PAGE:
It also means bottle-blonde Denise Van Outen-alike vocalist Justine Berry has more room to pace the dancefloor and stare out individuals, increasing the gut-level witchery of 'Running Out Of Here': like 'Rid Of Me' era PJ Harvey, right down to the siren wailing.
A tangle of shaggy hair hipthrusts and amp overdrive, M.A.S.S. are a very now kind of band. It's even possible to envisage a day when several hundred people will claim they were here. - NME

"9/10 'REVOLUTION' CD review"

[Translated from French]Opening your debut album with a song called ‘Testify’ is daring. One could of course offer as an excuse that the English had never of Parliament: But that can’t be. Justine, the singer / chanteuse has a voice that can’t hide it’s influences, the girl has obviously been brought up listening to black music. On ‘Don’t Wanna Wait Anymore’ you can even detect an affinity with Annie Lennox.
During a concert they shared with The Bellrays, Justine and Bellrays singer Lisa met up and bonded and you can believe me (as I witnessed
the scene) they didn’t just discuss clothes. Their vocal style also has a lot of similarities, not necessarily the same range but the same
feel. The four boys behind Justine are “ferraillent sévère”. The group are impressive on stage, a fact that is also confirmed on this
album. The sound of the guitars can be compared to B52s; at times like a flight of the night bombers taking off from the runway, or at
others similar to the band of the same name. There is NO escape, everyone should take their shot of M.A.S.S. behind the ears. - ROCKSOUND [French Edition]

"Why shoe-gaze when U can roof-raise?"

It's 98 degrees in here, and all The Fly really wants right now is a comfy seat, a nice cup of peppermint tea, and a pain au chocolat. But Justine Berry and her M.A.S.S. cohorts have other plans. Dressed in a white jump-suit of unknown - but definitely unbreathable material, she's asking for trouble in this heat. However Justine is made of sterner stuff, launching into a bruising rendition of 'Gravity' with all the aplomb we'd expect from a girl drinking from the same bottomless well of exuberance as Surferosa's Mariann and infused with the confident strut of Blondie.
A slam-pit forms within 60 seconds and it's clear that no-one else in here is thinking of pastries. So the French are aloof? Not on this showing.
We get a breather during 'Fake Talk', which manages to inject an adrenaline-filled, rock and roll hypodermic into the heart of a Moricone score, but 'Live A Little's inanely catchy pop chorus ("Yeah! Yeah! Yeah! Oo-oo-oo-oo-oo!") exemplifies the M.A.S.S. ethos; why shoe-gaze when you can roof-raise? - THE FLY

""A refreshing change" NME"

We've met before haven't we? That's right - London garage rock, distant cousin of Detroit garage rock. But M.A.S.S. are bringing quite an unfamiliar flair to the business of heavy riffing. Undoubtedly raw but with some of the anthemic qualities of the classic FM rock single, singer Justine brings a touch of Polly Harvey to their double take on Bachman Turner Overdrive, which makes all this quite a refreshing change. - NME Single review

"Who's the Next White Stripes?"

"Live a Little" (Mandita)
It is both wonderful and weird that the White Stripe's Elephant has gone platinum in the midst of all the hype about the return of guitar rock (which had never gone anywhere), but it is almost as weird that M.A.S.S., one of the best new rock bands from England, is still unknown. The UK quintet debuted in 2002 with the single "Hey Gravity," which sounded a bit like the Strokes had hit the gym and hired a female singer. You could hear cell phones jingling, gigs being booked. But since 2002, M.A.S.S. has released only one other single, "Live a Little." They've recorded an album called Revolution, but the album still isn't out and the world has not become their oyster. Singer Justine Berry's voice sells the whole band: A blend of almost every rock singer you've ever heard filtered through cigarettes and a sense of belonging that many singers need years to achieve. Write to Tony Blair, visit Justine's tour diary—just find a way to help these guys help YOU with your rock needs. - MSN Slate / The New Yorker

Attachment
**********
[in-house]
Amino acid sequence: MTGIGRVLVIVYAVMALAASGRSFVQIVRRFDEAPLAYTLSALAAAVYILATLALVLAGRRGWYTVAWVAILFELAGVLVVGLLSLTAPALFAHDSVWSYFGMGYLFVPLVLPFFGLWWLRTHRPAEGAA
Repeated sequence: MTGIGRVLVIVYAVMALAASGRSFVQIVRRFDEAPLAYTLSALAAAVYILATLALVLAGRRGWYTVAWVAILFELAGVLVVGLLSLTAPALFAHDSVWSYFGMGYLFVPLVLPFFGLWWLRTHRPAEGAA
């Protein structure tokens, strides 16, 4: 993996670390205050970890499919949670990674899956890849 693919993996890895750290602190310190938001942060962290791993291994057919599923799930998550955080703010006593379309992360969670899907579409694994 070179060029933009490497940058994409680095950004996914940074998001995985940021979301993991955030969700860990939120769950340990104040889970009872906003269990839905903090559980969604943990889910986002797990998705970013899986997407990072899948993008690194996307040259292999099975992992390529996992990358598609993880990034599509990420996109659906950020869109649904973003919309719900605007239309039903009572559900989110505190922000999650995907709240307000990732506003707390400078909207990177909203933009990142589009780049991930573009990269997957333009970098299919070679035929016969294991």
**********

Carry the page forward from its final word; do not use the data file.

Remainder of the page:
Tracks available on MySpace and Karmadownload UK


Feeling a bit camera shy


It's not that often that an unsigned band from Europe gets the chance to jump on a plane to San Francisco and go into the studio at the invitation of one of the hottest producers around but that is exactly what happened to UK band M.A.S.S. who have just completed recording a bunch of new songs with producer Jeff Saltzman (The Killers' 'Hot Fuss' etc.) - the results are fantastic and look set to bring the band to wider attention

JUSTINE and the boys also made their US debut on September 17th 2005 after being selected (via Sonic Bids) to play @ the 2005 CMJ Music Marathon
M.A.S.S have created their reputation from being not afraid to follow Henry (Rollins)'s advice and 'Get In The Van'; they have clocked up literally 10s of 1,000s of miles on the vanometer as they have taken their incendary live show back and forth across Europe to every venue they could find in driving distance (and beyond ;-). In between accepting invitations to open for the likes of PEACHES, RAZORLIGHT, MUSE, DRESDEN DOLLS, BLOC PARTY, THE DATSUNS and THE LIBERTINES and take part in such prestigious European live events as Les Inrocks festival in Paris, Access All Areas in Stockholm and Eurosonic in Holland.

M.A.S.S. formed in London, England in 2002 by singer JUSTINE, along with drummer STUART from Dublin, Ireland, bass player PAUL from Bergen in Norway and joined soon after by guitarist ANDY from the band Dodgy.

M.A.S.S. first recordings, including the song HEY GRAVITY were immediately picked up by radio in the UK, including BBC RADIO ONE who chose HEY GRAVITY to be the track to launch their new OneMusic initiative and website. The song was soon being spun by influential DJs such as John Peel, Steve Lamacq and Jo Whiley and XFM in London. HEY GRAVITY was released as the band's debut single in the summer of 2002 and described by XFM as "the best debut you will hear this year", subsequently ending the year in many 'best of lists' including a slot in the Top 10 of John Peel's prestigious Festive 50.

'REVOLUTION', The their debut album released in July 2004 was recorded virtually live over three weekend sessions at Sony Studios in London, the same studio where The Clash recorded their eponymous debut. We think that The Guardian daily newspaper critics probably got it right when they described M.A.S.S. as
"Well, it's loud infectious rock 'n' roll time again and MASS have got plenty of what it takes ..... A female singer who sounds like she knows one end of a good night out from the other engaged in a loose duet with a man who sings like he was raised tethered in an attic. An evil marching beat unlawfully wedded to some filthy guitars..... it's enough to make the dead sit up and nod.. exactly what you need"
Indeed.......... let the revolution continue...